Ashley Cooney, a Texas native, was recently awarded a $36,000 scholarship by the Rotary Club of Humble to help finance her continued education at the London School of Hygiene and Tropical Medicine.
Cooney has already completed her bachelor’s degree and has one remaining year of study towards her medical degree.
“I was born in Lubbock, moved to Dallas and eventually moved to Austin to complete my B.S. in biochemistry at the University of Austin. After my undergraduate program, I was a teacher for two years and I taught ninth-grade biology in Austin; then I moved to Dallas, teaching for a sixth-12th grade private school. I was able to work with kids on the autism spectrum, kids with eating disorders, and other kids who were suffering from psychiatric illnesses. I am on the path to finish my third year of medicine at the Baylor College of Medicine,” said Cooney.
Cooney’s experiences teaching children made her realize that she has a passion for working with teenagers, especially girls, which would in turn affect her future path of study.
“I will be pursuing residency in OB-GYN. I did not originally go into medical school thinking that I would pursue residency in this area. My work – which heavily involved teaching children with psychiatric disorders, as well as the fact that I have seven younger siblings – made me assume that I would work in the field of pediatric psychiatry, but that turned out not to be the case. It turns out that I really love working with babies as well as with women, specifically teenagers,” said Cooney.
“Throughout my time in medical school, I was able to get involved with several organizations, but Doctors for Change was the one that set me on the path that I am on today. Doctors for Change is a non-profit, 501(c)(3) organization in Houston. With this organization, I was able to study policy briefs and travel to Austin to speak with Texas legislators about bills that were important to me. Also, when I got involved with this organization, I realized just how big of a problem human trafficking is in the U.S., specifically in the City of Houston. I started searching for health-care policies that would help to curb the unprecedented amount of human trafficking that exists,” added Cooney.
Cooney said that Houston is the third-worst city in the U.S. in terms of the magnitude of human trafficking, but it also leads the nation in resolutions and ideas that are being presented to put an end to this practice.
Human trafficking, she said, is simply a term for slavery, subdivided into labor and sex trafficking; women are typically sex trafficked and men are typically exploited for labor. The City of Houston suffers heavily from both types of trafficking.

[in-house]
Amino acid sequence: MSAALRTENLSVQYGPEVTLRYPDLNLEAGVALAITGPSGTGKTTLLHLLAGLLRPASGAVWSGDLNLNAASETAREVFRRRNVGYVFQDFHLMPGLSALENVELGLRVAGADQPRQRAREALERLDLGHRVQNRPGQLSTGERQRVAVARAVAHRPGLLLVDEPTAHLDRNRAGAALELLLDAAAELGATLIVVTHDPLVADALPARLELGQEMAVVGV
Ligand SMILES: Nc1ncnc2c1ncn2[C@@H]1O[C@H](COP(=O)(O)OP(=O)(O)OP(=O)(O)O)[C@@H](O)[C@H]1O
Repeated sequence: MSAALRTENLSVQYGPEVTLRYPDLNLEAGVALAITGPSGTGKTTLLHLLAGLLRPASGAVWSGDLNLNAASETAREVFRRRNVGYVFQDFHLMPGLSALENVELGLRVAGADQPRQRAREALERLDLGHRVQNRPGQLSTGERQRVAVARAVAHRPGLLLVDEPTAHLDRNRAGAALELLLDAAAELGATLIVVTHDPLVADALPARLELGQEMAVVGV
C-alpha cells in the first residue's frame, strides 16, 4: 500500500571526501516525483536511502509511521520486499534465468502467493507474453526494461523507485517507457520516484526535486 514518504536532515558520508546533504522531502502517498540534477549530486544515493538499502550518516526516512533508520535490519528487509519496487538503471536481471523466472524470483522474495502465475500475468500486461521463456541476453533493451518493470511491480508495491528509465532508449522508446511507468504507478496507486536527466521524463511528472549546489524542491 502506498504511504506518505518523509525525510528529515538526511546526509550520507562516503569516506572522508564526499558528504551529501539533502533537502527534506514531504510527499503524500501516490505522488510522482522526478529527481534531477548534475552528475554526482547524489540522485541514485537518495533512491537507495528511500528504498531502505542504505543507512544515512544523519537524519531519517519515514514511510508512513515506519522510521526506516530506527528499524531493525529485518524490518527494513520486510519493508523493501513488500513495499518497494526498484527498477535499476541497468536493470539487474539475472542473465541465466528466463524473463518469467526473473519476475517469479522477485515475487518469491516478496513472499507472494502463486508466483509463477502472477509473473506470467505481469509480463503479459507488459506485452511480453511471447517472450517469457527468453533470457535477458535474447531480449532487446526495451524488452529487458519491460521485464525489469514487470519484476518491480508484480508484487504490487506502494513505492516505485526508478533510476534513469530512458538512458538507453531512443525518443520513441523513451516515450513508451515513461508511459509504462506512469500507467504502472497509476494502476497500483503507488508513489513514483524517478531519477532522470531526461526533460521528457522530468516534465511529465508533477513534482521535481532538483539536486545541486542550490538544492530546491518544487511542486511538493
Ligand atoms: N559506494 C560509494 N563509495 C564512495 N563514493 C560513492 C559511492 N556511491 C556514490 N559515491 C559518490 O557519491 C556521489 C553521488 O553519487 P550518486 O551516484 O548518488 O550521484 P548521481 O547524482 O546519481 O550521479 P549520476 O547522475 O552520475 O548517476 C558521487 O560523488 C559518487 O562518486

Cooney said, “The reason that I care about human trafficking so heavily is because nearly 90% of victims see health-care providers while they are in captivity. These victims are not being identified or rescued, but there are indeed methods which we can use to identify victims. The lack of identification by health-care professionals of victims is the chief reason why I got involved. Some of the steps that I have taken to help solve this issue include my involvement with an organization called Freedom Place, which is a safe house for minor girls that are victims of sex trafficking. They take girls that have been identified and help to rehabilitate them. I created a health-care curriculum that empowers these women to learn about their health, which these girls do not have. Each month, I teach them about contraception, healthy relationships and other subjects which help them in their recovery,” said Cooney. “The work is difficult, but it is very rewarding; it is amazing to see these young women get better and start to feel comfortable again.”
There are an estimated 300,000 victims of human trafficking just in the state of Texas alone, of which 79,000 are children, an unacceptable number that motivates individuals such as Cooney to work passionately to both prevent human trafficking and better help rescue victims from its clutches.
Cooney aims to study reproductive and sexual health research in London, which will result in her obtaining a master’s degree. The program is designed to help students conduct policy-changing research in the area of sexual reproductive health, which will help her in her work with human trafficking victims and OB-GYN patients. After her stay at London, she will finish her final year of study at the Baylor College of Medicine and will then apply for residency in the field of OB-GYN.
“I hope that one day, I will be able to work in a teen clinic that will strive to identify victims of human trafficking,” concluded Cooney.